Staying In The Present Isn’t All That It Is Cracked Up To Be by Miriam Sagan

When I was 21, I almost died from swine flu and the attendant collapse of my lungs. When I finally got out of the hospital, I went and got myself a Transcendental Mediation mantra at the local center.
“Who’s the guy?” my sister used to ask when I’d do something out of character–fast for three days or ride on a motorcycle. The guy was my then boyfriend who didn’t last much longer. However, almost 45 years later I still meditate on that mantra at least once a day.
I was a student (a bad annoyed student, but one nonetheless) at San Francisco Zen Center in the 1980’s. I lived off and on in Zen monasteries in the years I was married to a Soto lineage monk. (Cherchez le Guy again). I’ve eaten psychadelic mushrooms, given birth, literally seen red with rage, and experienced many ecstatic states in the presence of art and nature. (Again, thank you guys for taking or getting me there). So I can say, with some authority, I’m acquainted with my own mind.
Which is why mindfulness, attention, and “being in the present” aren’t of huge interest to me. I’m not against it, but taken as a technique it just seems like a commodification of the spiritual path. It is supposed to get you somewhere specific–calm, grounded, focused. These seem like states that capitalism can use and exploit, unlike other altered states–stoned, cosmic, at one with God, singing and dancing, and more.
Also, we don’t “have” or own the present any more than the past or future. The idea that the present “exists” more firmly than past and future doesn’t sound like Buddhism–or physics. A lot of things are happening at once–in a cascading reality. Ant bait in my hand I’m in the present–hating ants, fascinated by them, a housewife protecting her food stores, a guilty environmentalist, a poet comparing ants to…hey, my swarming thoughts. It’s not exactly comfy. And I don’t find it morally–or spiritually–superior to being somewhere else.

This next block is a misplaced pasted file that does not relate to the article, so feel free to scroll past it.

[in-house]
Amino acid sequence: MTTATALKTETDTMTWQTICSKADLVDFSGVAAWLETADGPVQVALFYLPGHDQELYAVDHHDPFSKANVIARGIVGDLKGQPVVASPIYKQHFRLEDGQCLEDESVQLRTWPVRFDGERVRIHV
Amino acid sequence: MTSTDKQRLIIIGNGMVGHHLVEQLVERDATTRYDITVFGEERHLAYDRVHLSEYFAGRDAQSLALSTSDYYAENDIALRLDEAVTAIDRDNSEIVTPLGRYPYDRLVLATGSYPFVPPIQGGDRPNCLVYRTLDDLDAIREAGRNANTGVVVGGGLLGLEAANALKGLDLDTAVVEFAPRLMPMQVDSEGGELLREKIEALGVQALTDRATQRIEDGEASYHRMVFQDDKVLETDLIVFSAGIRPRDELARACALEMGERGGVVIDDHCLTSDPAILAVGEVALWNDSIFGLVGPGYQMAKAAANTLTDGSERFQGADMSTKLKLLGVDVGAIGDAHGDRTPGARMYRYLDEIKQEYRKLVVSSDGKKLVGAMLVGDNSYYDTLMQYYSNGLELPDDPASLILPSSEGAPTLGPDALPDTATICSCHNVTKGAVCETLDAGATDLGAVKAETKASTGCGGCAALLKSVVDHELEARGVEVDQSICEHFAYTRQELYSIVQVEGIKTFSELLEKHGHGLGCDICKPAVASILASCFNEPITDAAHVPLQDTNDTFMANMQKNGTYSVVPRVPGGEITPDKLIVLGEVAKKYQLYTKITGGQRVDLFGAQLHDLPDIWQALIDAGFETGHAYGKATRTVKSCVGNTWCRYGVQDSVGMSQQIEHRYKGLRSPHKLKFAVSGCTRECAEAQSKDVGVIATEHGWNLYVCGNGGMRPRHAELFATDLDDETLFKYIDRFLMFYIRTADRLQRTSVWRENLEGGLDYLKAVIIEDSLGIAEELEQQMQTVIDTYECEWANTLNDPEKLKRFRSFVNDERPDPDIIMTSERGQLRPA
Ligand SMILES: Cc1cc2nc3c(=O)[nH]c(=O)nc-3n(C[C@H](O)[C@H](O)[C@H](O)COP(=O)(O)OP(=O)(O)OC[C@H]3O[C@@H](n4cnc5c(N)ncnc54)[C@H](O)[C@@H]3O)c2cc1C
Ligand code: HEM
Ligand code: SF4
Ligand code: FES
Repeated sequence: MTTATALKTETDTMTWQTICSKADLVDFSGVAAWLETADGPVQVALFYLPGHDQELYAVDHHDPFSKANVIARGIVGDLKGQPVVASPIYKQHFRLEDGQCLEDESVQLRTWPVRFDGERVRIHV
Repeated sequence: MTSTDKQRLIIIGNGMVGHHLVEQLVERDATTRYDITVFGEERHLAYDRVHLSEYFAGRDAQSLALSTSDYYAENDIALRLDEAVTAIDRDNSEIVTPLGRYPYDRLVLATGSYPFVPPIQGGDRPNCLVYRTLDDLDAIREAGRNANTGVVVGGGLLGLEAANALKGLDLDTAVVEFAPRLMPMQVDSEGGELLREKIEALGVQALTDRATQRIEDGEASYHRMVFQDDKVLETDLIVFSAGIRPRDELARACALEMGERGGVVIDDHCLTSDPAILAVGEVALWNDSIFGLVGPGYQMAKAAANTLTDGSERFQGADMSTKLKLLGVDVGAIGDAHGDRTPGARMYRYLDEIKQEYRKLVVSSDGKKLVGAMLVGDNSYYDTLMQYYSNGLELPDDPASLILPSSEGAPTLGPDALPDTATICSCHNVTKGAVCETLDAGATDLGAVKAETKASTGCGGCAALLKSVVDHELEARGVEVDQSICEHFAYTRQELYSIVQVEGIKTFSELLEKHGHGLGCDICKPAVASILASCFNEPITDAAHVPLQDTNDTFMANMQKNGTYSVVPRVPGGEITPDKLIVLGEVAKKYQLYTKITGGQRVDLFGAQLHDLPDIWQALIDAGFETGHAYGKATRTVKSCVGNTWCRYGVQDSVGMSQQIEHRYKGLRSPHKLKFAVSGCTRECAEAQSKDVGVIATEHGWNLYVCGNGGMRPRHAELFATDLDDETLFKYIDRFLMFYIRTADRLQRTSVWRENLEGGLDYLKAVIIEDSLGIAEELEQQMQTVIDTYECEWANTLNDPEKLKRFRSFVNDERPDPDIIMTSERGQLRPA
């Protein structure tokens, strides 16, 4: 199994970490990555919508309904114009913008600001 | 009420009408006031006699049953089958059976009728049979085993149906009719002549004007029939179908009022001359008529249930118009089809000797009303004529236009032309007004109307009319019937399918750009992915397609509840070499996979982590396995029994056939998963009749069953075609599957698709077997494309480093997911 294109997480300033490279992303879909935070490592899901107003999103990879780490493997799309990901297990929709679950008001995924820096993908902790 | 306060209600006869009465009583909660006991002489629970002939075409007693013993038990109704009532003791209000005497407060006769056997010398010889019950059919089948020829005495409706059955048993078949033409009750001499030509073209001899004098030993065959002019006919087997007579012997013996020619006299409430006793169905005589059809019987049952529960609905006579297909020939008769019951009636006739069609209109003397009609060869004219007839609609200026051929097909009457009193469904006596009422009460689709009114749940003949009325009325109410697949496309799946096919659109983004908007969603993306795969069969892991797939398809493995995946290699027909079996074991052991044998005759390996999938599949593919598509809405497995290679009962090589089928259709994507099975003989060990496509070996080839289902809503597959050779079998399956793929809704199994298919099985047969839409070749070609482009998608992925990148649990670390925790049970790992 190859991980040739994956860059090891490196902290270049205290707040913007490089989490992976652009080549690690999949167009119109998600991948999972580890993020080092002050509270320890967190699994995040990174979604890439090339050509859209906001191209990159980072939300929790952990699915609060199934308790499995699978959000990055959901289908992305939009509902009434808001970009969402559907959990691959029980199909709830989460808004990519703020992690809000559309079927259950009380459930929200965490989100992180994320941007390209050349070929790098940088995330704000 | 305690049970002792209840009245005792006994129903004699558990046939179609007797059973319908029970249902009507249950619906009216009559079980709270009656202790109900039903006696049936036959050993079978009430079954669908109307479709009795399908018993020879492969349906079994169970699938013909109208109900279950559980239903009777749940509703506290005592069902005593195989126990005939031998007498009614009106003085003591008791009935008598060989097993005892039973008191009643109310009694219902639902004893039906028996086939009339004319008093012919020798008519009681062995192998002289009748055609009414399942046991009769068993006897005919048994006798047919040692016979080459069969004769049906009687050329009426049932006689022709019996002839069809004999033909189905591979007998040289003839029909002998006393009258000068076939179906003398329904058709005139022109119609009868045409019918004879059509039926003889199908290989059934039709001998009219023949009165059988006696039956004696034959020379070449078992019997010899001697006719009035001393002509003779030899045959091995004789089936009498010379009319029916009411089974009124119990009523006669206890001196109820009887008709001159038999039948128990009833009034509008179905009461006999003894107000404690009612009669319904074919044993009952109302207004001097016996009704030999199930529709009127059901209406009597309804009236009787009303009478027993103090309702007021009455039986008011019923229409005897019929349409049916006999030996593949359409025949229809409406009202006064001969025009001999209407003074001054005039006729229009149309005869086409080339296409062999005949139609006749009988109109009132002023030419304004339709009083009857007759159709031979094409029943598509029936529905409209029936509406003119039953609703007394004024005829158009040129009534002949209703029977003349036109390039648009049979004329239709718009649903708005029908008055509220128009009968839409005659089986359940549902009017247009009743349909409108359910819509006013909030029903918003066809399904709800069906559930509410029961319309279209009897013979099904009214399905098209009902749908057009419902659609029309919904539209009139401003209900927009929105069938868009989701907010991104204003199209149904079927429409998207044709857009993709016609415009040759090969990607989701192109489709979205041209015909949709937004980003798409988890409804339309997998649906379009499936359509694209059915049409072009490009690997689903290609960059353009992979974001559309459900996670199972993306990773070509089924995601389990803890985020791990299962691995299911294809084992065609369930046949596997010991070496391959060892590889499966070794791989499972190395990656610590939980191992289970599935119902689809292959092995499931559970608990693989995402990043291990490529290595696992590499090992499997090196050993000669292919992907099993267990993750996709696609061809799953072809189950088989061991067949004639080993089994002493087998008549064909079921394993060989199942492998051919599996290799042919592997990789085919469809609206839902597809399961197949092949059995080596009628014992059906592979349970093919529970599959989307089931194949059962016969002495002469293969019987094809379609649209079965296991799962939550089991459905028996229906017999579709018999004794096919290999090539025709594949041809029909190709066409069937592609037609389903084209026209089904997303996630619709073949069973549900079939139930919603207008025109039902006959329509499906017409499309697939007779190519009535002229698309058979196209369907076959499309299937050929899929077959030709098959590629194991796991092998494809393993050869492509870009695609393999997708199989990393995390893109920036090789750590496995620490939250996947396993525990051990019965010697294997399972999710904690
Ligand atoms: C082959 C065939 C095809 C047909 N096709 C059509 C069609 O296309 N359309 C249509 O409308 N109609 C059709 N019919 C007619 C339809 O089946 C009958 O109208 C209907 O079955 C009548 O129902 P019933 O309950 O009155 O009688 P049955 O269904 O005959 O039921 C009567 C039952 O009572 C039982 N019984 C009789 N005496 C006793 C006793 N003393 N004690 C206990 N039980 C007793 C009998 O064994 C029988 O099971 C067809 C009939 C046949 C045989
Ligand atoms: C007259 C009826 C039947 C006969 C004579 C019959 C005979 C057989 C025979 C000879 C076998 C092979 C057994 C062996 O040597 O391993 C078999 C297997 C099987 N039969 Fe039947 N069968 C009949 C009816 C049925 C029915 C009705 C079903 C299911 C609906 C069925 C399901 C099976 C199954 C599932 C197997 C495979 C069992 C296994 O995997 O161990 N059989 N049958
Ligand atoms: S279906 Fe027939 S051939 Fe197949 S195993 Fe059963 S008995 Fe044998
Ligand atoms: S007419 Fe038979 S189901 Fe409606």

I’m not big on following teachers, but my most fruitful relationship was with a Rinzai roshi who encouraged us to let koans continue in our sleep. Sleep certainly isn’t about being “present”–in fact it’s often about being gone. But it is about boundary lines. And that is where I’m happiest.

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About Miriam Sagan

I'm blogging about poetry, land art, haiku, women artists, road trips, and Baba Yaga at Miriam's Well ( The well is ALWAYS looking to publish poetry on our themes, sudden fiction, and guest bloggers and musers.

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